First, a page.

By Anne Ingram
Bonjour Lucy Bee is a fast-paced holiday adventure novel. Lucy Bee is on a family reunion holiday in France when she finds an injured boy behind a bush. Having some idea that he is a refugee, she hides him and gets help. But there is something amiss in their part of France – precious articles keep getting stolen from chateaux. OneTree House has kindly allowed us to present this sampling of a new book for junior fiction readers.
When we went downstairs, the house was quiet, the dining room empty, the guests having had their breakfast and gone out for the day. Sylvie and Jean-Luc had left for school.
Tante poured us both a cup of coffee, making mine mostly milk. It was the first time I’d had coffee and it tasted bitter. The croissants were yummy, though. I had two with black cherry jam.
“Did you phone Nanna Kate last night to see how Gamma is?” I asked.
“I tried but just got the answerphone,” Mum said.
“I left a message. Perhaps we’ll hear something today.”
Tante nodded. “And today, I show you the village. You can see the château!”
I thought of Megan, my best friend at home. How she’d love to see a real French château. She’d be green with envy.
Tante and Mum took ages to finish breakfast (actually they’d finished eating, they were just talking endlessly) so I left them to it, thinking I’d go and have a look at the canal and the boats I’d seen from my window.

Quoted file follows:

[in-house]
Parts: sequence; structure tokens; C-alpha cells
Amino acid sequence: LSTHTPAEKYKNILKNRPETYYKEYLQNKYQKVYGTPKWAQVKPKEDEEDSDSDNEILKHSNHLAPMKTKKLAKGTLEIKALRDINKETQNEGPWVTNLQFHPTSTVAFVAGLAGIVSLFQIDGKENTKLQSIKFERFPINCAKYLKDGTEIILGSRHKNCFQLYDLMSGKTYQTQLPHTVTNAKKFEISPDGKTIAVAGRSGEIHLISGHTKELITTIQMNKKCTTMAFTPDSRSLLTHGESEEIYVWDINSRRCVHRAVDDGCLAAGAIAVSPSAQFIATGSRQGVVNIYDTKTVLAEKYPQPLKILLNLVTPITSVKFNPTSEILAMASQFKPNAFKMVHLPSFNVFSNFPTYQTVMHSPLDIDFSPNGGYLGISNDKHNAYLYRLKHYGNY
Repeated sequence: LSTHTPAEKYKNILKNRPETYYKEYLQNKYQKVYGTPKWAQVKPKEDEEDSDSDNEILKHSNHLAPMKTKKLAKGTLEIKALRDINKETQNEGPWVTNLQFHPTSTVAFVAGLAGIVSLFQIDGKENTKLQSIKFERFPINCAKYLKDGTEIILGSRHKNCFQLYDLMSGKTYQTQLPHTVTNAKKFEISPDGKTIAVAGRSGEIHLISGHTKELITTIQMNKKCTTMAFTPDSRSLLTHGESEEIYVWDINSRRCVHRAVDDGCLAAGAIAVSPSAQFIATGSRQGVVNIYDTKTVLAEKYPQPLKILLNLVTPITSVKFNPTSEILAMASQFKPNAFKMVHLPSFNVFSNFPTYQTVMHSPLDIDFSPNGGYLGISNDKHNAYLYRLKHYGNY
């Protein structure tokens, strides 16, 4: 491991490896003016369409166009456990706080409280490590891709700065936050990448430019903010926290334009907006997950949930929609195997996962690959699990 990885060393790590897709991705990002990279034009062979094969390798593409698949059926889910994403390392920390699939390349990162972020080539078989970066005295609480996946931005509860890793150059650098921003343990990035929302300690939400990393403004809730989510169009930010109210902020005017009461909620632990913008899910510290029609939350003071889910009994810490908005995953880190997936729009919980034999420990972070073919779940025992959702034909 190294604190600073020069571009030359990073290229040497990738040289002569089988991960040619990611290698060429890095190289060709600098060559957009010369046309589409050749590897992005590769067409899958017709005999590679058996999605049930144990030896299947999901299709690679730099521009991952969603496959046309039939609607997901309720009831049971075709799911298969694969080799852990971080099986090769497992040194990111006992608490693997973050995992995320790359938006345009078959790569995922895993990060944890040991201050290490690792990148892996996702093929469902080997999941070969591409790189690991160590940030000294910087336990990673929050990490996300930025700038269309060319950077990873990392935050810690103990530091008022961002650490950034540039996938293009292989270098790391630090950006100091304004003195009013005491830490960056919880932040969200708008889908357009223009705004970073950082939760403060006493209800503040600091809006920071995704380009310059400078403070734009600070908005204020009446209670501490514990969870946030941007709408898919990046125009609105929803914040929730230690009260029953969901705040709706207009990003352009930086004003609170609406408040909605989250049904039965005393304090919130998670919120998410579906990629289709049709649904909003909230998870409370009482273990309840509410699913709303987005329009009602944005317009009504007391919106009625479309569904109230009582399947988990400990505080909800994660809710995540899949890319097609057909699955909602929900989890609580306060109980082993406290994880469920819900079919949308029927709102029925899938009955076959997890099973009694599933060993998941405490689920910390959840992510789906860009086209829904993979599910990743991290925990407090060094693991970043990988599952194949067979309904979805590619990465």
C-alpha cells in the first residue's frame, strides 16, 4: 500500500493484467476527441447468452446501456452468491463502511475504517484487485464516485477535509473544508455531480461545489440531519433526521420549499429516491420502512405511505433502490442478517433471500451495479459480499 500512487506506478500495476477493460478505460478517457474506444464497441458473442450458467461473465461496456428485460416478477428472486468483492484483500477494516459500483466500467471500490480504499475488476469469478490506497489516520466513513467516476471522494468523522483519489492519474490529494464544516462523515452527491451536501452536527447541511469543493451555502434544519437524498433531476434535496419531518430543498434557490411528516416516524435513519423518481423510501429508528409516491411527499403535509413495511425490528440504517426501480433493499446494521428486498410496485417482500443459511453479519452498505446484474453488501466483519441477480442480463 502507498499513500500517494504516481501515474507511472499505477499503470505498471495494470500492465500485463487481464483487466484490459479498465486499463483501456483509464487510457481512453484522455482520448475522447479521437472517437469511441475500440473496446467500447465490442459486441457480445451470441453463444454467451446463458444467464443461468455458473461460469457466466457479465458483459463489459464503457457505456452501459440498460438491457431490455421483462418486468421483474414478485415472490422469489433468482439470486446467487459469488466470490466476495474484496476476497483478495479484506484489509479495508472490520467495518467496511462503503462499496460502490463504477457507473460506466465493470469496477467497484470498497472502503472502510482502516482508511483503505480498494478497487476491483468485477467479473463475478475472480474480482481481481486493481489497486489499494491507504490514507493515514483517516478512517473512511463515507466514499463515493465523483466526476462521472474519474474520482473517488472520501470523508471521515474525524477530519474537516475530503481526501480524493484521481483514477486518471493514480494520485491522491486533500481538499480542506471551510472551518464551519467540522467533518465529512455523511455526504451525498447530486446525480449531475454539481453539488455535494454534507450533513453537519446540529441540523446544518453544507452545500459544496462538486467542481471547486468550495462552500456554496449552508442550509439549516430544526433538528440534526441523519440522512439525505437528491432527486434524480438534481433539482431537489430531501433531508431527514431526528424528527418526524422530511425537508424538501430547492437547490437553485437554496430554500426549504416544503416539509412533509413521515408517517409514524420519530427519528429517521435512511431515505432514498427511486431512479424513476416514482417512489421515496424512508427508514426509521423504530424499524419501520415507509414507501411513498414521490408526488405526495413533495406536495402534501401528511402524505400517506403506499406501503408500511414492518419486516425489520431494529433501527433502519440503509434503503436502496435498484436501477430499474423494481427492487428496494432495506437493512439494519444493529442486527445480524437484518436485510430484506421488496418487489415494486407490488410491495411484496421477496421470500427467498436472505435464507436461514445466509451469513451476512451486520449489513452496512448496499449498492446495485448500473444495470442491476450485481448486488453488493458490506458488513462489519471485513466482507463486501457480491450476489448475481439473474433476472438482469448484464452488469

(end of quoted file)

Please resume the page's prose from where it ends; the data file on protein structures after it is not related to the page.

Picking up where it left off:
Through the open front door a movement through the trees caught my eye. I ran across the grass, through the trees to the bank, just in time to see the black barge casting off. Avila was painted along the side in white. A skinny man in shorts and grubby white vest was coiling up a rope at the stern. He had a ponytail. I waved. He glared at me, then turned and stepped into the wheelhouse.
Through the open front door a movement through the trees caught my eye. I ran across the grass, through the trees to the bank, just in time to see the black barge casting off.
“Be like that then,” I said.
We walked to the village along a pathway that ran alongside the blind house.
“Who lives there?” I asked.
“Raoul. He is brocanteur – he sell old things.”
“Antiques?” Mum said.
“Oui. But now he stay above his shop in the village. The house it is closed.”
It sure was. Every single window was shuttered up tight as though it was hiding something. The village was busy with cars edging their way through narrow streets, and people dodging traffic. Everyone knew Tante and stopped to say “Bonjour Madame”. When Tante introduced Mum and me, we started saying bonjour too. But then people replied to us in French and we couldn’t understand them. Only a few spoke English.
Madame Daubigny, Sylvie’s ballet teacher was one. No wonder I’d thought Sylvie looked like a ballet dancer – she was a ballet dancer. “Sylvie is very good pupil,” Madame told us. “She move delicate like a fairy and she is strong also. But perhaps, more practice est nécessaire.” I couldn’t take my eyes off Madame Daubigny’s painted face with her bright blue eye shadow and red lipstick leaking into wrinkles around her mouth.
The shops were small and full of people. A queue came right out the door at La Boulangerie. Through the window I could see baskets of bread and trays of pastries. The smell was amazing. My stomach was rumbling and we’d only just had breakfast.